In other words, if you want a Zone VI enlarger...then do your best to find one in tip-top condition! Good luck!

    Edit: Keep in mind that a Zone VI enlarger features a few foam light-seals...which tend to get a bit crumbly as they age, regardless of the apparent condition of the enlarger itself. In my case, I found it very simple to replace these aged seals with some thin, black, closed-cell weatherstripping (self-adhesive) from our local hardware outlet.

  5. #5
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    Re: Using a Zone VI enlarger for 5x7, or other alternatives?

    Others to look for are Elwood (make sure it has the proper diffuser glass!) and Omega E.

  6. #6

    Re: Using a Zone VI enlarger for 5x7, or other alternatives?

    I used a Zone VI version 1 years ago in a college darkroom and could not get the full 5x7 frame. I currently use a Durst 138 which I love for medium format through 5x7.

  7. #7

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    Re: Using a Zone VI enlarger for 5x7, or other alternatives?

    Quote Originally Posted by John Layton View Post
    Needs to be a series 2 (with the dual focusing rails) in order to work well with 5x7. The dimensions of the series one negative stage are just a wee bit small to be truly effective with 5x7.

    I love my Zone VI series 2 enlarger...which I use with formats ranging from 6x7 (cm), 4x5, and 5x7 - printing in sizes ranging from 11x14 to 30x40 inches, with that very large size made possible with a 120mm W.A. Rodagon (for 4x5) and a 150mm G-Claron (for 5x7). When using those two wide angle lenses, I truly appreciate that both negative stage and light source are significantly "oversized" to accommodate the broader light path behind the negative.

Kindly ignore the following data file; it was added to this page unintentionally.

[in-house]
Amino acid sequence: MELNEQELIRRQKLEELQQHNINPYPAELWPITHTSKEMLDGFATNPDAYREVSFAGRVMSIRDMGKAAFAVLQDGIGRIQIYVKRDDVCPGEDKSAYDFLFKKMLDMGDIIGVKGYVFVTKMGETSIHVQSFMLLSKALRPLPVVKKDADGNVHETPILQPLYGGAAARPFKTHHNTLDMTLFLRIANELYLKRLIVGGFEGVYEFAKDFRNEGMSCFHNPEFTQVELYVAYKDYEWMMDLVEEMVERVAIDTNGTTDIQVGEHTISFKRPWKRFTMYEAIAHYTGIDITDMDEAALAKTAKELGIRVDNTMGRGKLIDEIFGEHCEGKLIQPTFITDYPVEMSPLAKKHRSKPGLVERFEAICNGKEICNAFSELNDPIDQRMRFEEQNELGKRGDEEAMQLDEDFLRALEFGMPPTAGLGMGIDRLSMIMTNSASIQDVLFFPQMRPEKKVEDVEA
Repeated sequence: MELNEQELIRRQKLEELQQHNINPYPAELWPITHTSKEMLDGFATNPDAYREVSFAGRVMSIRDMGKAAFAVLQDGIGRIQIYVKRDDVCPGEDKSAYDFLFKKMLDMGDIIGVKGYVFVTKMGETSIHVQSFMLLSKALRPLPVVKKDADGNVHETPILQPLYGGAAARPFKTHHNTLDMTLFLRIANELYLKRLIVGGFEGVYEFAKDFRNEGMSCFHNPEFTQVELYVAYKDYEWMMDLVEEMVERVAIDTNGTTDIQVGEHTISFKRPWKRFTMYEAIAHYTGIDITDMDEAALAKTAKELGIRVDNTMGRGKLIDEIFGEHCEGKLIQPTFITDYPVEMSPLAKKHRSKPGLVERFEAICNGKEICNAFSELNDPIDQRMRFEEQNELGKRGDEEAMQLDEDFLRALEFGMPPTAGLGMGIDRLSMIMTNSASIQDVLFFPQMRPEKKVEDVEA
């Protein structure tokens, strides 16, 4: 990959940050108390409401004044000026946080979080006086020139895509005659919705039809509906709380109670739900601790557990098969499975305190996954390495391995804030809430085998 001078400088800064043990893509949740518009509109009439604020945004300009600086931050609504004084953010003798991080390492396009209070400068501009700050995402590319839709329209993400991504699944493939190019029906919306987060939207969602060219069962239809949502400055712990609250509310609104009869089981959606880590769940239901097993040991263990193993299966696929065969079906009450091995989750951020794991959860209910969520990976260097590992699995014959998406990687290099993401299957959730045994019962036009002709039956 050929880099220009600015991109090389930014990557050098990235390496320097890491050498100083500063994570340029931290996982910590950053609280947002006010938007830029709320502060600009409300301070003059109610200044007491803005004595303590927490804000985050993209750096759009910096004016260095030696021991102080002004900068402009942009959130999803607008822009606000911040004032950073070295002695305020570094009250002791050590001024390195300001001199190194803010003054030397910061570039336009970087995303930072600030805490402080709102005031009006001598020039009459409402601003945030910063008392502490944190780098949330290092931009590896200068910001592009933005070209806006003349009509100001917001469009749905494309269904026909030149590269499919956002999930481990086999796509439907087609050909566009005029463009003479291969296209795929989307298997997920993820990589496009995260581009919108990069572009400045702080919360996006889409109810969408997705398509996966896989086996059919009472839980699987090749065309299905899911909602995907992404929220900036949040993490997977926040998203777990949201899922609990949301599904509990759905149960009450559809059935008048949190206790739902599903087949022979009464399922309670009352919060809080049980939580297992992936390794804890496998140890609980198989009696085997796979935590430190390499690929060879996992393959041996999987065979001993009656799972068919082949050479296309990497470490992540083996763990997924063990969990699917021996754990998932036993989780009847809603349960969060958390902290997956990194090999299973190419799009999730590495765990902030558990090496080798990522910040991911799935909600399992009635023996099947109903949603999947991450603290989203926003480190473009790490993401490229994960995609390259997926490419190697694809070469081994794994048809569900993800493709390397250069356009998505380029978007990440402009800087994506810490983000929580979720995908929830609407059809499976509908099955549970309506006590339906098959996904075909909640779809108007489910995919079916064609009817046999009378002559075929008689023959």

My current light source is a 5x7 Heiland VC LED - with which I'd replaced the Zone VI VC florescent some time ago. The Heiland offers me absolute control and consistency...and is very intuitive to use, for both "split grade" and blue/green mixing (in very precise ratios) modes. I really cannot find fault with this light source, but do know that, even when powered down to its minimum output, it can still seem a bit bright for a very sensitive paper such as Ilford Multigrade "Classic," at least when printing in smaller sizes with this paper with negatives that may be on the "thin" (less exposed) side. But again, other's mileage may vary on this.

    At any rate...I really cannot fault this setup as it continues to serve me exceptionally well - but other's mileage may vary. I must say that I got very lucky in finding this particular enlarger - as it was (and still is) in basically "showroom" condition. In other words, while these enlargers are very precise instruments quite capable of great consistency for many years when properly adjusted...they are not quite as rugged and "abuse-proof" as are the equivalent offerings from Durst, for example. I would not likely use a Zone VI enlarger in a large-volume, multiple user environment - where a Durst would be more appropriate.

    In other words, if you want a Zone VI enlarger...then do your best to find one in tip-top condition! Good luck!

    Edit: Keep in mind that a Zone VI enlarger features a few foam light-seals...which tend to get a bit crumbly as they age, regardless of the apparent condition of the enlarger itself. In my case, I found it very simple to replace these aged seals with some thin, black, closed-cell weatherstripping (self-adhesive) from our local hardware outlet.